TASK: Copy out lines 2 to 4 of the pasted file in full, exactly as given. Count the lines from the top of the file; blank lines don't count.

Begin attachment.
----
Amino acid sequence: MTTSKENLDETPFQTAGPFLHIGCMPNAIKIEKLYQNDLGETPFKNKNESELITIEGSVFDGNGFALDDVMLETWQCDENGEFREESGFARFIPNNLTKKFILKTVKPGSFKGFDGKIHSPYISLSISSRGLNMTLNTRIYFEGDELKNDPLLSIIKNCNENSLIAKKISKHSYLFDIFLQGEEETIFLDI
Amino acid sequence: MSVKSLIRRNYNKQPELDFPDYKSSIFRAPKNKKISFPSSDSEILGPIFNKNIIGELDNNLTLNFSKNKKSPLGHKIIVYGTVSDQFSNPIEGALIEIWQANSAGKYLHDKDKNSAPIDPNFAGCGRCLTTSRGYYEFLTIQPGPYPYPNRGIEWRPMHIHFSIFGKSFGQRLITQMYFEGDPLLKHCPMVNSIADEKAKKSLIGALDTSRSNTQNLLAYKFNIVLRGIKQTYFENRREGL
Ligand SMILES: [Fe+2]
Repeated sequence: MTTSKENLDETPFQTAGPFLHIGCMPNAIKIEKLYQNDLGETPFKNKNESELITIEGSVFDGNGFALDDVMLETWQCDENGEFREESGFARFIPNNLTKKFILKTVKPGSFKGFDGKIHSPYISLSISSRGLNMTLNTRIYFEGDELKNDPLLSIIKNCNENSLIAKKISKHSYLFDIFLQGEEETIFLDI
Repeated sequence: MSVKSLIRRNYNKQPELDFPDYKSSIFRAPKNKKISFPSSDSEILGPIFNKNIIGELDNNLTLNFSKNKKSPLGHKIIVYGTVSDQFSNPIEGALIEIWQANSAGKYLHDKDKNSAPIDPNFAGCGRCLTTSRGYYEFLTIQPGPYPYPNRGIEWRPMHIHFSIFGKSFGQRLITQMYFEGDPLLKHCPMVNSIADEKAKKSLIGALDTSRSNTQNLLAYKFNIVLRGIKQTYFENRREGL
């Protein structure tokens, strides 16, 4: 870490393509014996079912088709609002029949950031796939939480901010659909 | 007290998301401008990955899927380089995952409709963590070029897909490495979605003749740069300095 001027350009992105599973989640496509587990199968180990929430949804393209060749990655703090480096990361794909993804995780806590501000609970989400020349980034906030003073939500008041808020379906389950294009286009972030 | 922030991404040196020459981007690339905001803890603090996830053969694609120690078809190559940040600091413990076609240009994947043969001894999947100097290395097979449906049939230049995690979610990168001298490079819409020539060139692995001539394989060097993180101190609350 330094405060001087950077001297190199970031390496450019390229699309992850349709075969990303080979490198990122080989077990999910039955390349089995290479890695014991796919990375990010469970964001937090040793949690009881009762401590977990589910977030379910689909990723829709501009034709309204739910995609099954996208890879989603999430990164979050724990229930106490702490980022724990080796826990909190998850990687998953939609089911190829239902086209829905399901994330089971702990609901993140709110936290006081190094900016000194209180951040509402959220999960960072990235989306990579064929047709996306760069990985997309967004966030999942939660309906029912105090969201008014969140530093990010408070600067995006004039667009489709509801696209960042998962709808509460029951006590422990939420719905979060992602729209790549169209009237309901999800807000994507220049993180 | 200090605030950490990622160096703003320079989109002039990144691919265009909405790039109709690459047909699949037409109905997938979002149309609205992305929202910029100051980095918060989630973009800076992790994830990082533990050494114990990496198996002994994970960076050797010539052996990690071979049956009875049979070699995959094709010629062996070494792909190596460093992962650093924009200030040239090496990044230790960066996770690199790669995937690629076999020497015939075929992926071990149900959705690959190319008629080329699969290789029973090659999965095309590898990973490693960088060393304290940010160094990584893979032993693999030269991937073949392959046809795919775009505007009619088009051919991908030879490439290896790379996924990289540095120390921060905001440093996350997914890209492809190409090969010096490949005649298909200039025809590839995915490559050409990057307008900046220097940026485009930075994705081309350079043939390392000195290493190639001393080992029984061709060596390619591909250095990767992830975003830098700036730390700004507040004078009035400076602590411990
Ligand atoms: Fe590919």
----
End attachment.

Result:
Amino acid sequence: MSVKSLIRRNYNKQPELDFPDYKSSIFRAPKNKKISFPSSDSEILGPIFNKNIIGELDNNLTLNFSKNKKSPLGHKIIVYGTVSDQFSNPIEGALIEIWQANSAGKYLHDKDKNSAPIDPNFAGCGRCLTTSRGYYEFLTIQPGPYPYPNRGIEWRPMHIHFSIFGKSFGQRLITQMYFEGDPLLKHCPMVNSIADEKAKKSLIGALDTSRSNTQNLLAYKFNIVLRGIKQTYFENRREGL
Ligand SMILES: [Fe+2]
Repeated sequence: MTTSKENLDETPFQTAGPFLHIGCMPNAIKIEKLYQNDLGETPFKNKNESELITIEGSVFDGNGFALDDVMLETWQCDENGEFREESGFARFIPNNLTKKFILKTVKPGSFKGFDGKIHSPYISLSISSRGLNMTLNTRIYFEGDELKNDPLLSIIKNCNENSLIAKKISKHSYLFDIFLQGEEETIFLDI